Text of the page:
In a blog post last night, Facebook announced the launch of its new video hub Watch, which will be available on desktop, mobile and TV apps. The service will include a feature called Watchlist for users to keep track of new content when it appears on the platform.
Users can also personalize Watch by organizing videos into different sections like “Most Talked About,” “What Friends Are Watching and “What’s Making People Laugh.”
Facebook’s initial content partners for the launch include NASA, Major League Soccer, Mashable, Quartz, Hearst and McClatchy. The site’s initial list of programs includes almost 30 shows.
Several of these programs sound perfect for tech and science nerds. We’ve rounded them up below so you can figure out what content you want to get your eyeballs on first:
Animalism—Ed Yong, a science writer for The Atlantic, will explore new discoveries in the animal kingdom.
Cool, But Does It Really Work?—Insider will investigate and test out new viral inventions that have taken the internet by storm (like unspillable wine glasses and humane spider catchers) in these five-minute segments.
Science the Sh*t Out Of It—This Mythbusters-style show from Business Insider will tackle key questions of everyday life in three to four minutes. The topics covered include “Is coffee good for you, “How much sleep do you need” and “Will sitting all day really kill you?”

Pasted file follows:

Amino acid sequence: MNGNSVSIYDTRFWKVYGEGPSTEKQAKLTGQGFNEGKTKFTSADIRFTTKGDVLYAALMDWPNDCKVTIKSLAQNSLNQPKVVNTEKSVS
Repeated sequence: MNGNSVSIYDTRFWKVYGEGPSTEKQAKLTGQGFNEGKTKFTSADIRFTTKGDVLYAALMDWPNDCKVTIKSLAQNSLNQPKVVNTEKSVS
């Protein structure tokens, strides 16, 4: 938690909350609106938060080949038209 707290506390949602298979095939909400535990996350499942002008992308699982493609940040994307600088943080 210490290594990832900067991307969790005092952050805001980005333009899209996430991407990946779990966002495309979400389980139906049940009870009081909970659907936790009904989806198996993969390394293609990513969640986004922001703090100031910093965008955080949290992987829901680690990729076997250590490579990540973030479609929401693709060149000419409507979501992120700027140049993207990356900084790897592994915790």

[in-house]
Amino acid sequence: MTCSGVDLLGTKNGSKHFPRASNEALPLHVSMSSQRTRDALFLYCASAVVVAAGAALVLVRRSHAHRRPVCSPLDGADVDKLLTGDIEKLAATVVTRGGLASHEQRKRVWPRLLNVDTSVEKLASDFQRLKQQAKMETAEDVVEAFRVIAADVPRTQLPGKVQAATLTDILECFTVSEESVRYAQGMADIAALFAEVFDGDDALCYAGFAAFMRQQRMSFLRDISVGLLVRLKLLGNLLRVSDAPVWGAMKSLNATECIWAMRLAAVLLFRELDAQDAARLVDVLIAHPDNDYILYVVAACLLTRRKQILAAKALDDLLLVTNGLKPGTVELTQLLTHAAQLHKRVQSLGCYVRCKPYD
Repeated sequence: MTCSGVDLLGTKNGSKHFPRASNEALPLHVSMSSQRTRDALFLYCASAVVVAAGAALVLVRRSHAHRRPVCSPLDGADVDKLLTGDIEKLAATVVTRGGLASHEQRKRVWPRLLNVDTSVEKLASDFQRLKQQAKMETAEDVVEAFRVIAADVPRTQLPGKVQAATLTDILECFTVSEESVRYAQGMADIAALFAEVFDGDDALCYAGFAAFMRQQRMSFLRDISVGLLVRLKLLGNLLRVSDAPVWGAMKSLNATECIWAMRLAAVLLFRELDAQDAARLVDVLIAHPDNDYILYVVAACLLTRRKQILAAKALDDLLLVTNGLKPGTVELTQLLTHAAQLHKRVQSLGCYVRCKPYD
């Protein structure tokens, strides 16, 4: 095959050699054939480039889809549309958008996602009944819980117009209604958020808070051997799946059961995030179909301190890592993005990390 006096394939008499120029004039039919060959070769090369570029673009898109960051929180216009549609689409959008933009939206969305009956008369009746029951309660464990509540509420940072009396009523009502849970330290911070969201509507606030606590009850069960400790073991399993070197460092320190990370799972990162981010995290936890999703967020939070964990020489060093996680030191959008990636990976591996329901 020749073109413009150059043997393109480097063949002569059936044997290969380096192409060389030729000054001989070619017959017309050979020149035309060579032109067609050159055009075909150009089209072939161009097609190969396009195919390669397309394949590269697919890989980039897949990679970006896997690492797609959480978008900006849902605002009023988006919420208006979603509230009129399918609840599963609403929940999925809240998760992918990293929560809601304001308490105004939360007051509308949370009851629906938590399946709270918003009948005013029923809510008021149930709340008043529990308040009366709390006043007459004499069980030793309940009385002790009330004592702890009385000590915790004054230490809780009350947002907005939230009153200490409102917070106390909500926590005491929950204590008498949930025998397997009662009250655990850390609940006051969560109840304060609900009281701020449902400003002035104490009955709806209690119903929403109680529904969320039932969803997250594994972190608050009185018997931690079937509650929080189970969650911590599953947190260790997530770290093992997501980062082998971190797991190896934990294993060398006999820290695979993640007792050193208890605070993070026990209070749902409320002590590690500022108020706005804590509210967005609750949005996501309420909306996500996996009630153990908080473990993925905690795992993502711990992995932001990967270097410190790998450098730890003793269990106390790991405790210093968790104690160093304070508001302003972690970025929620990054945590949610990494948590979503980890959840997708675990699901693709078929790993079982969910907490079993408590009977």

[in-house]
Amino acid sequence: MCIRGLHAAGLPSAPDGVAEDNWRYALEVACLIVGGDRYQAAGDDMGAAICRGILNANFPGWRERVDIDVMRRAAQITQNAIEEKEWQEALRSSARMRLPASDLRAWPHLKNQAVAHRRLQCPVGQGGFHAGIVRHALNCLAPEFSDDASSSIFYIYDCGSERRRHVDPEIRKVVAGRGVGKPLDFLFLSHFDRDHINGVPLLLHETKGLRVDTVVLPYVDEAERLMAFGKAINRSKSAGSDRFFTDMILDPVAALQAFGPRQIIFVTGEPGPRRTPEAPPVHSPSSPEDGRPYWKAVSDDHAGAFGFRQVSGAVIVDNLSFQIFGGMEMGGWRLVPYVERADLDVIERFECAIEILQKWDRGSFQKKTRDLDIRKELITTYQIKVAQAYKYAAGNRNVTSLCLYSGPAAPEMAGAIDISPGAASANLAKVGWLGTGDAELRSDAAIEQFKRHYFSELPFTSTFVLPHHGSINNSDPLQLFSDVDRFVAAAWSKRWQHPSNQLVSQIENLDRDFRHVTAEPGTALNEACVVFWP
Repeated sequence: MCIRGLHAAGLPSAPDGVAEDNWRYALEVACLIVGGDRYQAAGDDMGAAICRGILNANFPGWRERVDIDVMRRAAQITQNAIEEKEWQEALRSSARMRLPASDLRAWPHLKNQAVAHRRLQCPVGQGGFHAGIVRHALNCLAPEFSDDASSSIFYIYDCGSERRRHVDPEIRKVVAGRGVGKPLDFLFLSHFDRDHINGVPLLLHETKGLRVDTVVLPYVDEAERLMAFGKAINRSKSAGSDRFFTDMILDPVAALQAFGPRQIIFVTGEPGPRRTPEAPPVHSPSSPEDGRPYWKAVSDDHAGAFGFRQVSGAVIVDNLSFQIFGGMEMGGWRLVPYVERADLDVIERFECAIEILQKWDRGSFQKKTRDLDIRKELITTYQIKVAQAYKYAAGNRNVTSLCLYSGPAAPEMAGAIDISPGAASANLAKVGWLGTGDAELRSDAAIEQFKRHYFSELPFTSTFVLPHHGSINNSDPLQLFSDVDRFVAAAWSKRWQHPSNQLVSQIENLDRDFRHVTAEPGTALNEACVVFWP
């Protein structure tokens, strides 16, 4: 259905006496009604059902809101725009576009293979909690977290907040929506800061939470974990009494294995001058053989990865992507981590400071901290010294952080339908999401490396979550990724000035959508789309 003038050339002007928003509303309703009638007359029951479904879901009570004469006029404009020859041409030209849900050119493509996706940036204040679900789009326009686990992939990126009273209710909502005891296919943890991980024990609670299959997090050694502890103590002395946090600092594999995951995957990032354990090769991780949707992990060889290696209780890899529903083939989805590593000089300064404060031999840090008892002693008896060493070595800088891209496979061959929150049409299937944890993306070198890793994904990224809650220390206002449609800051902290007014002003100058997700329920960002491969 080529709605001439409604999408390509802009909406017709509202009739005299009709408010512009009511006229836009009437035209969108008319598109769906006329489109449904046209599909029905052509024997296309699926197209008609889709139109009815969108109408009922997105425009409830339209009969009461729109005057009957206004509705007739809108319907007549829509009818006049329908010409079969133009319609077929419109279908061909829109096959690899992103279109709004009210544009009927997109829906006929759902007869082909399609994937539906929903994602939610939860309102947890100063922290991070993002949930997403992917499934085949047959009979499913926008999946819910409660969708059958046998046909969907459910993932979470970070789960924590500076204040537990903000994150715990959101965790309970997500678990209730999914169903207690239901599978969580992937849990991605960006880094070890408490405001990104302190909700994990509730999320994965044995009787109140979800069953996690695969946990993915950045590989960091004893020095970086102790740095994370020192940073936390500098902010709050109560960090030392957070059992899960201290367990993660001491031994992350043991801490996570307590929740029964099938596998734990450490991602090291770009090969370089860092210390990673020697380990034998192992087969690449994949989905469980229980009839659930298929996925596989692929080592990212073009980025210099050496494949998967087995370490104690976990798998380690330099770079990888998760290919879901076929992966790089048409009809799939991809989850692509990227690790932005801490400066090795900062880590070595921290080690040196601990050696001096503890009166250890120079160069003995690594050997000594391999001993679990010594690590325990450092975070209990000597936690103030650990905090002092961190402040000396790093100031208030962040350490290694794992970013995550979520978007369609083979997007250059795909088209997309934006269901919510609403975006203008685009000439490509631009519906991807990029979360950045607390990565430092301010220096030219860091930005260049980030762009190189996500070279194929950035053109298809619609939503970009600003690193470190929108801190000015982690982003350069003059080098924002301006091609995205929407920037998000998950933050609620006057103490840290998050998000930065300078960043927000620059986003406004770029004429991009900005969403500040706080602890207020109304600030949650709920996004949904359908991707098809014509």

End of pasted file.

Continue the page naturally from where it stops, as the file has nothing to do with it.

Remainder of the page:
Rising Stars with Neil deGrasse Tyson—In this one-on-one interview show (a collaboration between BI and StarTalk Radio), Tyson will profile young tech and innovation leaders.
Virtually Dating—Two people are set up on a blind date that takes place entirely in virtual reality in this five-episode series from Condé Nast Entertainment, which will premiere later this month.
Wiki What?—In this series from Hearst, celebrities like T.J. Miller, Kate Upton and Danny McBride go through their Wikipedia pages to see if they tell the truth. The show is hosted by comedian and Emmy-winning Last Week Tonight With John Oliver writer Josh Gondelman, who told the Observer that Wikipedia’s “bits of trivia sparked really interesting moments.”
Untangled—This Hearst science show for fans of symmetry and patterns “celebrates the undeniable satisfaction of watching visual organization in a world of chaos.”
Science @ NASA—NASA will explain science topics in plain English in each four-to-five-minute episode of this series.
Machines With Brains—Robots and AI are becoming more widely used in homes and businesses. These four-to-10-minute explainers from Quartz will tell viewers how and why this is happening.
Because Science—This Quartz show attempts to make sense of the world through “striking footage and meticulously wrought animation.” Among the topics explored are how figure skaters nail their hardest moves and why mosquitoes are actually terrible at flying.